Wednesday, October 24, 2012

Algorithms, Arbitrage, and Overreaction on Intrade

There were some startling price movements in the presidential contracts on Intrade yesterday. Here's the price and volume chart for the Romney contract, which pays out $10 if he is elected and nothing otherwise:

At 7:52am the price of this contract stood at 40 (this is a percentage of the contract face value, so represents $4.00). Over the next two hours the price edged up to 42, with about 4500 contracts traded. That's where things stood at 9:58. Over the next three minutes the price rose sharply to 48.5, with a further 1700 contracts traded. This was followed by sharp oscillating movements between the peak and 42, which can be seen as the red blur at around 10am in the chart. By 10:15 the price had fallen to 43 and the oscillations had mostly ceased. An hour later the price was back down to 41, with about 14,000 contracts and $63,000 having changed hands over three hours.

What caused this unusual price behavior? There's been some talk of attempted price manipulation, but I have my doubts because the trader who was buying aggressively over this period was extremely naive. (I am fairly certain that this was a single trader). Throughout the buying frenzy, the Obama contract never fell below 57 and there was a substantial block of bids at or above this price. The trader who was buying Romney at 48 could have made the same bet for 43 by simply selling the Obama contract at 57. In fact, he would have obtained a slightly superior contract, which would pay off if any person other than Obama were to win, including but not limited to Romney.

This fact also explains the oscillations in the Romney price, and the decline to 57 under selling pressure of the Obama price. Any individual who had posted ask prices in the 43-48 range in the Romney market had these orders met by the crazed buyer, and could then sell Obama above 57 for an immediate arbitrage profit. As it happens, there are algorithms active on Intrade that do precisely this. They post ask prices that, together with with highest bid in the complementary contract, add up to slightly more than 100. As soon as these orders trade, they sell the complementary contract at once, booking a riskless profit. These algorithms posted prices in the 42-43 range over the period in question, and the buyer repeatedly traded through them to reach the higher Romney asks. Hence the red blur in the chart. Only when the buyer gave up or ran out of funds did the price settle down.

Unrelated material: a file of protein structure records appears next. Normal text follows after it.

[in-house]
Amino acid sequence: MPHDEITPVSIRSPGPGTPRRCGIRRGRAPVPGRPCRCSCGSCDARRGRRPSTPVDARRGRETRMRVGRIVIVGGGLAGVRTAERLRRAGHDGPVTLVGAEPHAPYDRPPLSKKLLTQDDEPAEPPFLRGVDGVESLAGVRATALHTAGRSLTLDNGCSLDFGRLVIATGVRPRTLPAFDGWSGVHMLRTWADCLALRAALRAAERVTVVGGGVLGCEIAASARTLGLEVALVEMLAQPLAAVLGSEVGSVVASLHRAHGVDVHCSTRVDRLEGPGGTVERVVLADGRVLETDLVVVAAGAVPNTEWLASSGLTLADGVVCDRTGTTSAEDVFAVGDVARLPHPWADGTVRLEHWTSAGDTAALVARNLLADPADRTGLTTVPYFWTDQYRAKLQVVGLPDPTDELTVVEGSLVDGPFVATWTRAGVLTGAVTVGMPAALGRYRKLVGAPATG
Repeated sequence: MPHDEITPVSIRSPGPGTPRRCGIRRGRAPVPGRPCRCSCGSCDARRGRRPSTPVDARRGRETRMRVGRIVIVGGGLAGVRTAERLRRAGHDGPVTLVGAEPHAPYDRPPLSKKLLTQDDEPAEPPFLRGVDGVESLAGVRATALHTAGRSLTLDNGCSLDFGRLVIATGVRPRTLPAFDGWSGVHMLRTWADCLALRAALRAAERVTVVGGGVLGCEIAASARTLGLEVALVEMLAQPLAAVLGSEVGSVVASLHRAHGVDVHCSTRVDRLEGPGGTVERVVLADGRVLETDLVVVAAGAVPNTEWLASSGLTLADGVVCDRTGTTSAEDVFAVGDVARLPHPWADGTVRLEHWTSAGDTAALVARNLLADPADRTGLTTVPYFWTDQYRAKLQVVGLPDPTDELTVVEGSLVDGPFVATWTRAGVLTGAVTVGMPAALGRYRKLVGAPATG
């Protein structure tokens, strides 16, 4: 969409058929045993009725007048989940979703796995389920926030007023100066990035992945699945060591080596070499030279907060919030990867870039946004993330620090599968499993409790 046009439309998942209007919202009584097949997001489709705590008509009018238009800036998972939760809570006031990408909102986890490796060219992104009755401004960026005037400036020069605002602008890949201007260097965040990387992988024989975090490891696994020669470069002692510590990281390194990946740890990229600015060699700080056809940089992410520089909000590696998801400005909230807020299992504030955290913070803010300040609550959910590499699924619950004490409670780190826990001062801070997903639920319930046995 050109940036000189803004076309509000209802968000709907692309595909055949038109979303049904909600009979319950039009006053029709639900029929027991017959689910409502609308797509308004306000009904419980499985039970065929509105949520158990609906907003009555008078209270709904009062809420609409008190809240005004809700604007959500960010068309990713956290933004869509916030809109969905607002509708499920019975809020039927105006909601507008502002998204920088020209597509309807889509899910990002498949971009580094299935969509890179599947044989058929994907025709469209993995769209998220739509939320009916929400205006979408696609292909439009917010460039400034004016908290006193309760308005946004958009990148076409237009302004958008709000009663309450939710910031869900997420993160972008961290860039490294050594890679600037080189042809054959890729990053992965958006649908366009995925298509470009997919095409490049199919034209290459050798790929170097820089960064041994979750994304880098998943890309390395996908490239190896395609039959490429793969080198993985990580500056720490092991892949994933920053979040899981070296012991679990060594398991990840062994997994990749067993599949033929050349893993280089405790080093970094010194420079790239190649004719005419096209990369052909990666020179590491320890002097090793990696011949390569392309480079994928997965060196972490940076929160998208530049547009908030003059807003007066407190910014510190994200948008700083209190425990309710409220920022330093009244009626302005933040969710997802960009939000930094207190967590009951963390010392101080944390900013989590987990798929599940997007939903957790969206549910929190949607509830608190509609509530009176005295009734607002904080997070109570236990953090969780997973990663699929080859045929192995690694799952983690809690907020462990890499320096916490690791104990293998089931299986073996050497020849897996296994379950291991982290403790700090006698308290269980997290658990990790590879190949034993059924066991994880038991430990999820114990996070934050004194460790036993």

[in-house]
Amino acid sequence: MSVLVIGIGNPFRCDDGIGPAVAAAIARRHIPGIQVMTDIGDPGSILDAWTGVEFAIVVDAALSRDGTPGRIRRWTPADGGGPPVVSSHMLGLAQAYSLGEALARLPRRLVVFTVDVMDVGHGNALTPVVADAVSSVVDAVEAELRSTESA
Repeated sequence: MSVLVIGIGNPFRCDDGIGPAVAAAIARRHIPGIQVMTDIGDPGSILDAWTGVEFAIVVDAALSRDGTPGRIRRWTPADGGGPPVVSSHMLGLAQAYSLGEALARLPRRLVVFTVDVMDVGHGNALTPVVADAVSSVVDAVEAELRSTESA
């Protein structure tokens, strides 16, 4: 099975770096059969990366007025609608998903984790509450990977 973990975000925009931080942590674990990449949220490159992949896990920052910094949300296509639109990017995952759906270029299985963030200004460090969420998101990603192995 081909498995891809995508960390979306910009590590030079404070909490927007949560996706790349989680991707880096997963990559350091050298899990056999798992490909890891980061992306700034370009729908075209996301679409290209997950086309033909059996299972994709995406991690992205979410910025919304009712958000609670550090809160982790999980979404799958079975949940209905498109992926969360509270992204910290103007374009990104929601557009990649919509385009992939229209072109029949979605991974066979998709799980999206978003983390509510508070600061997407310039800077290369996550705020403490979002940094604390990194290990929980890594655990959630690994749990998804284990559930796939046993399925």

If this was not an instance of attempted manipulation, then what was it? I suspect that it was an overzealous response to reports of a major announcement concerning the presidential race, promised by Donald Trump. Further frenzied activity in the presidential and state level markets took place in the evening, as speculation about the nature of the announcement started to spread.

This whole bizarre episode tells us very little about the presidential race, but does shed some light on how these markets work. Changes in one market spill over instantaneously to changes in linked markets via arbitrage, some of it executed algorithmically. And algorithms that work very effectively when rare can end up with disastrous results if copied. For instance, if two algorithms were to follow the strategy outlined above, it is possible that only one of them may be able to complete the second sale since the first mover would have snapped up the existing bids. This kind of game is currently being played in the world of high frequency trading, but with much higher stakes and considerably more serious economic consequences.  

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